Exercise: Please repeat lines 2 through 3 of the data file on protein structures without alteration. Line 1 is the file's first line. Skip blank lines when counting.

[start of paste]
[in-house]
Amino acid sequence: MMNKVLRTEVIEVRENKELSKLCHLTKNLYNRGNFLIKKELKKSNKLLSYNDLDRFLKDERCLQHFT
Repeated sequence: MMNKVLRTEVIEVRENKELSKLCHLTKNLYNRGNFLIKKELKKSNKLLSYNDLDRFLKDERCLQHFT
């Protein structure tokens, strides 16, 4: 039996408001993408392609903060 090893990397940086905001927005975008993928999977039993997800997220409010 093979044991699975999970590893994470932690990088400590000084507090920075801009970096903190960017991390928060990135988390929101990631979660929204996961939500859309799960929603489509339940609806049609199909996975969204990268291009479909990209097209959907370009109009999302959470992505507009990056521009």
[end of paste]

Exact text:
Amino acid sequence: MMNKVLRTEVIEVRENKELSKLCHLTKNLYNRGNFLIKKELKKSNKLLSYNDLDRFLKDERCLQHFT
Repeated sequence: MMNKVLRTEVIEVRENKELSKLCHLTKNLYNRGNFLIKKELKKSNKLLSYNDLDRFLKDERCLQHFT